Fanny was an only child, but she spent a great deal of her early years at Alconleigh, the estate of her raucous and numerous Radlett cousins. Fanny was being brought up by her single Aunt Emily, since her own mother had abandoned her to live what the cousins considered a thrillingly scandalous life. They were so jealous, since their parents were stuffy and strict. Aunt Sadie dithered through life, surrounded by tumbling, energetic children, while Uncle Matthew spent most of his time hunting and shooting. Matthew scorned Emily’s attention to Fanny’s academic pursuits, as he was completely opposed to education for “females” and was proud that his daughters were ignorant and decorative. Fanny and Linda were the same age, and they could not wait to grow up and fall in love, with Linda pining for the Prince of Wales. They were the children of The Great War, and no one ever thought there would be another such terrible conflict, but as adolescence gave way to weddings and babies in the late 1930s, rumblings of war began again, and all their wealth and sparkling parties could not keep them safe.
The Pursuit of Love is an autobiographical novel by Nancy Mitford, the oldest of the real-life Mitford sisters, who were rather like more mannered Kardashians of their day: beautiful, famous, and always scandalous. It is told in the third person from Fanny’s point of view, but she is not actually the author’s true identity. That falls to her Radlett cousin, Linda, who led a much wilder life than Fanny.
Mitford’s style can only be called charming. Her writing is so light and amusing that it reminds one of Jane Austen; however, Miss Austen would blush at Linda’s tempestuous existence. After an indulgent childhood, Linda gravitates toward people on the outer fringes of society, and even when she tries to make good choices, they turn sour before her very eyes. Mitford takes on the serious issues of her day, including the failing aristocracy, misogyny and women’s education, communism, class distinctions, and war’s far-reaching power. Perhaps the most shocking element of the story is Linda’s complete disregard for her daughter, whom she finds repugnant from the moment of birth. Still, the heaviness of these issues does not weigh down the fascination of the plot and the humor carrying the reader through the pages.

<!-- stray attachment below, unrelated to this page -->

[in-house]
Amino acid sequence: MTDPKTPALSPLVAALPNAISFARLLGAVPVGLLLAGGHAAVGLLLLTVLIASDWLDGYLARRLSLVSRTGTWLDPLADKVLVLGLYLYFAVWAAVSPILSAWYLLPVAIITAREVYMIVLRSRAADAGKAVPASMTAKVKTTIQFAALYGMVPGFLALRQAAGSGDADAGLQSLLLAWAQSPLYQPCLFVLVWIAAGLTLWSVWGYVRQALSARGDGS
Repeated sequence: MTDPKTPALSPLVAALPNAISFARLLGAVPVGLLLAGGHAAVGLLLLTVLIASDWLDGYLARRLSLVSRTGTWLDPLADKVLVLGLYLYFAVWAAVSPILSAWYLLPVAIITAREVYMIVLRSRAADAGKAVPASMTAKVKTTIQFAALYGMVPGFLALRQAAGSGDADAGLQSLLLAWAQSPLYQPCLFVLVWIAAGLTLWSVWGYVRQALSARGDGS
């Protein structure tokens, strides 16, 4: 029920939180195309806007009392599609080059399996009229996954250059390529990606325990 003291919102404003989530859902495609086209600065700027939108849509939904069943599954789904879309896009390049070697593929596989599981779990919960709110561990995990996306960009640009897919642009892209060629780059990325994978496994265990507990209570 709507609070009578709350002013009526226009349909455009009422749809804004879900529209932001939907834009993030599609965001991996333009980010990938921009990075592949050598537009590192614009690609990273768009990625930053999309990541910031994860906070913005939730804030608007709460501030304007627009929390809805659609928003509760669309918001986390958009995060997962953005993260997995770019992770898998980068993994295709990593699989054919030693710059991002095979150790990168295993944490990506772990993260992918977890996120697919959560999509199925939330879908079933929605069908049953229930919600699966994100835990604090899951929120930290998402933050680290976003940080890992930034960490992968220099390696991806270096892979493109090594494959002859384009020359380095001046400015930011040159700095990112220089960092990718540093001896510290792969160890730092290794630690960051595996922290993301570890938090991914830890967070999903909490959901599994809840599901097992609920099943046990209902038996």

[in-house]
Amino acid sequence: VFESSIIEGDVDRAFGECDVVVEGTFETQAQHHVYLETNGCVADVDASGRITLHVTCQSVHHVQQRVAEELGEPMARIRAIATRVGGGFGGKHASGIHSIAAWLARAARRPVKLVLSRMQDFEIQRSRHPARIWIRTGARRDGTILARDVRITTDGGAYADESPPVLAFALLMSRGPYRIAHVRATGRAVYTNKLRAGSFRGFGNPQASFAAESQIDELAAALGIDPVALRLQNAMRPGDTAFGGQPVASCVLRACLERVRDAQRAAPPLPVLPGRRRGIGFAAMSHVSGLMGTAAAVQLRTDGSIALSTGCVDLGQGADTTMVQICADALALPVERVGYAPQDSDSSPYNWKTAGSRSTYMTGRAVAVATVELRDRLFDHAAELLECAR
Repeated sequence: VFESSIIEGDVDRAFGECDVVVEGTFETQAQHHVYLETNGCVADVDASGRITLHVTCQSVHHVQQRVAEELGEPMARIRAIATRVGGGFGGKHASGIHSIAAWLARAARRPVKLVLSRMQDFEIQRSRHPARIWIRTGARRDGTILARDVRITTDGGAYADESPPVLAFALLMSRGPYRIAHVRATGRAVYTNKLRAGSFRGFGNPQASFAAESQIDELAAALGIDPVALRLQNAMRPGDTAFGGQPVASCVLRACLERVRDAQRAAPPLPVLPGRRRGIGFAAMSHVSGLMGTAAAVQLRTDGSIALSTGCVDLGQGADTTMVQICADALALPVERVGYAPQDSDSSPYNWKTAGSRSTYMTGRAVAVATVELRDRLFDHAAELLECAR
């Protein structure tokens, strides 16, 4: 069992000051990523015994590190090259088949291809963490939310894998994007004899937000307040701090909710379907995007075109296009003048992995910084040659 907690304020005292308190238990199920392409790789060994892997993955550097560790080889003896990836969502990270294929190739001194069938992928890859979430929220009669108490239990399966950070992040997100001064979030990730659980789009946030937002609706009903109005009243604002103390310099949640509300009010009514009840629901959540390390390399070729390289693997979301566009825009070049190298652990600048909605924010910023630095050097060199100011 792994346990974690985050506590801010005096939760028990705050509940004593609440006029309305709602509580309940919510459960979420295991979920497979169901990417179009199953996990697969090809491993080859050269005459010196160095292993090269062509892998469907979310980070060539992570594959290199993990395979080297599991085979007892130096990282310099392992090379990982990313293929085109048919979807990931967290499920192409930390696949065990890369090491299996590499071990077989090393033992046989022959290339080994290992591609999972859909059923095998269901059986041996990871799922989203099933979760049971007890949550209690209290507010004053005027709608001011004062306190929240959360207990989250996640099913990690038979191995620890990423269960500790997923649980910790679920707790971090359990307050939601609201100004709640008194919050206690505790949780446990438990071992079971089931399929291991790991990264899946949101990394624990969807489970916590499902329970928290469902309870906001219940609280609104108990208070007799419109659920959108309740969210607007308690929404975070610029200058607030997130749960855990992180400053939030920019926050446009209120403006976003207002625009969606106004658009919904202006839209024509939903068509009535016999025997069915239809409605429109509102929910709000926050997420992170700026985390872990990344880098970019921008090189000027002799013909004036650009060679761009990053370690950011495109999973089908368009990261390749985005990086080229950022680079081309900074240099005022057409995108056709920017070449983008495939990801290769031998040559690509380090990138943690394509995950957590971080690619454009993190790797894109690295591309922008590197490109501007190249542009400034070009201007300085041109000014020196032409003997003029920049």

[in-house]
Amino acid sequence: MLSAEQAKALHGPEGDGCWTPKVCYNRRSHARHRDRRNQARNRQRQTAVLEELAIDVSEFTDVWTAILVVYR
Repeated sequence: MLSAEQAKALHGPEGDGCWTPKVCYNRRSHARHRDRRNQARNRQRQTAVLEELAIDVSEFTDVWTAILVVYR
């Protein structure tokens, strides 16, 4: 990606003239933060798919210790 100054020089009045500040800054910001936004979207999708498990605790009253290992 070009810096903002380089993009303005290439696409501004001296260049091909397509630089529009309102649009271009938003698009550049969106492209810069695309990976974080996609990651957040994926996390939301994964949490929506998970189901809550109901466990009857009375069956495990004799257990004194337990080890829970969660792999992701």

Nancy Mitford also wrote a sequel to this novel, Love in a Cold Climate, as well as several well-received biographies.
Amazon Prime has recently adapted The Pursuit of Love into a 3-episode miniseries, starring Lily James as Linda and Emily Beecham as Fanny. While the book would probably be rated PG-13, the miniseries brings it up to an R rating, and some of the sensationalist elements that were hinted at in the book were splashed out on the screen. Others were made up from whole cloth. There is one improbable scene that looks as if it were borrowed from The Rocky Horror Picture Show. The miniseries does manage to hold on to the humor, though, and even seems campy at times. The introduction of new characters and places reminds one of Love & Friendship, the Kate Beckinsale adaptation of Jane Austen’s Lady Susan. Everything freezes, and the name of the person or place is scrawled across the screen in antique script.
The film follows the plotline of the book very well— aside from its startling first scene— and images of English estates and Parisian streets are always fun. The period costumes are fabulous, and Lily James is lovely, as usual. It’s a great popcorn experience, but this is one time that I would say to please, please read the book first. Nancy Mitford doesn’t deserve the judgment that I, for one, would heap on her if I had only seen the miniseries.
Rating: The book is better, probably 4 ½ stars. The miniseries is 3 ½ stars.
*Miniseries photo from The Hollywood Reporter.
Disclaimer: I own a copy of this book. Opinions expressed are solely my own and may not reflect those of my employer or anyone else.